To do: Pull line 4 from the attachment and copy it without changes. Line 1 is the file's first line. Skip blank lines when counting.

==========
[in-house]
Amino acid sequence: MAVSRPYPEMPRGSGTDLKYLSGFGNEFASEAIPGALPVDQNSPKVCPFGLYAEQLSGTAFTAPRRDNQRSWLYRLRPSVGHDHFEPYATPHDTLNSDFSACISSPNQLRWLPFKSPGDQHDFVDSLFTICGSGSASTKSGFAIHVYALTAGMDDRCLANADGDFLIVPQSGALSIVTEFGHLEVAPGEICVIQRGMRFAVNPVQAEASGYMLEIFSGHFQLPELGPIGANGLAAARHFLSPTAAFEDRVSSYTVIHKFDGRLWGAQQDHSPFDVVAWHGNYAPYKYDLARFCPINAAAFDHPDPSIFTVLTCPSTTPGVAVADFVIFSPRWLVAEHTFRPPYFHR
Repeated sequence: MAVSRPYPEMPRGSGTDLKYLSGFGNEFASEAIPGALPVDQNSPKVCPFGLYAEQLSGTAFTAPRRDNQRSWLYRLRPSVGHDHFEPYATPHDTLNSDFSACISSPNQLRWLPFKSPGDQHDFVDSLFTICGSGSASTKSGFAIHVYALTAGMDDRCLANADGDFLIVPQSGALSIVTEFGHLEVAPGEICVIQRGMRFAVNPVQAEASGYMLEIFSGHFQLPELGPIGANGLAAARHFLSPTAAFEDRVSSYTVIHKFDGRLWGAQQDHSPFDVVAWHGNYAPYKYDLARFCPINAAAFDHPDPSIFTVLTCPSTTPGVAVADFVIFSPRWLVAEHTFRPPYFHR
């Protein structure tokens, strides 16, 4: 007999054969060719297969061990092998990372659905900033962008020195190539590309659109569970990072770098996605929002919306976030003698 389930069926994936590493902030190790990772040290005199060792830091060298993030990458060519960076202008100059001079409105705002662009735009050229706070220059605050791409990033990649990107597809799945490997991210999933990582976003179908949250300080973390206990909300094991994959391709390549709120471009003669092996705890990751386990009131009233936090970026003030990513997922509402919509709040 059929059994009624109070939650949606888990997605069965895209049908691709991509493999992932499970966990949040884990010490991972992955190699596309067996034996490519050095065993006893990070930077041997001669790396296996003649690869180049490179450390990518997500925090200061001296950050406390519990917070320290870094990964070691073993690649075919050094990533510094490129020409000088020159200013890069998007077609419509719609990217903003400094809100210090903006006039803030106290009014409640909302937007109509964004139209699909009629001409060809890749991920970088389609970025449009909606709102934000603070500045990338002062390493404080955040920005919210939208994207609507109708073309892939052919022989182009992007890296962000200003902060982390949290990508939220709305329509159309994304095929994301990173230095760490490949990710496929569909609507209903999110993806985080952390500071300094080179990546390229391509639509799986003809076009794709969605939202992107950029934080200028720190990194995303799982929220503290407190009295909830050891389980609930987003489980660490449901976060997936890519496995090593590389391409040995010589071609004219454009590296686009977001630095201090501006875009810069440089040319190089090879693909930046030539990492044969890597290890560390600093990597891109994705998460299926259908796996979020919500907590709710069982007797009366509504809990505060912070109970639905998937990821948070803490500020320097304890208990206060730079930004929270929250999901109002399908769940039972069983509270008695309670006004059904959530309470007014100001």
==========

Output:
């Protein structure tokens, strides 16, 4: 007999054969060719297969061990092998990372659905900033962008020195190539590309659109569970990072770098996605929002919306976030003698 389930069926994936590493902030190790990772040290005199060792830091060298993030990458060519960076202008100059001079409105705002662009735009050229706070220059605050791409990033990649990107597809799945490997991210999933990582976003179908949250300080973390206990909300094991994959391709390549709120471009003669092996705890990751386990009131009233936090970026003030990513997922509402919509709040 059929059994009624109070939650949606888990997605069965895209049908691709991509493999992932499970966990949040884990010490991972992955190699596309067996034996490519050095065993006893990070930077041997001669790396296996003649690869180049490179450390990518997500925090200061001296950050406390519990917070320290870094990964070691073993690649075919050094990533510094490129020409000088020159200013890069998007077609419509719609990217903003400094809100210090903006006039803030106290009014409640909302937007109509964004139209699909009629001409060809890749991920970088389609970025449009909606709102934000603070500045990338002062390493404080955040920005919210939208994207609507109708073309892939052919022989182009992007890296962000200003902060982390949290990508939220709305329509159309994304095929994301990173230095760490490949990710496929569909609507209903999110993806985080952390500071300094080179990546390229391509639509799986003809076009794709969605939202992107950029934080200028720190990194995303799982929220503290407190009295909830050891389980609930987003489980660490449901976060997936890519496995090593590389391409040995010589071609004219454009590296686009977001630095201090501006875009810069440089040319190089090879693909930046030539990492044969890597290890560390600093990597891109994705998460299926259908796996979020919500907590709710069982007797009366509504809990505060912070109970639905998937990821948070803490500020320097304890208990206060730079930004929270929250999901109002399908769940039972069983509270008695309670006004059904959530309470007014100001």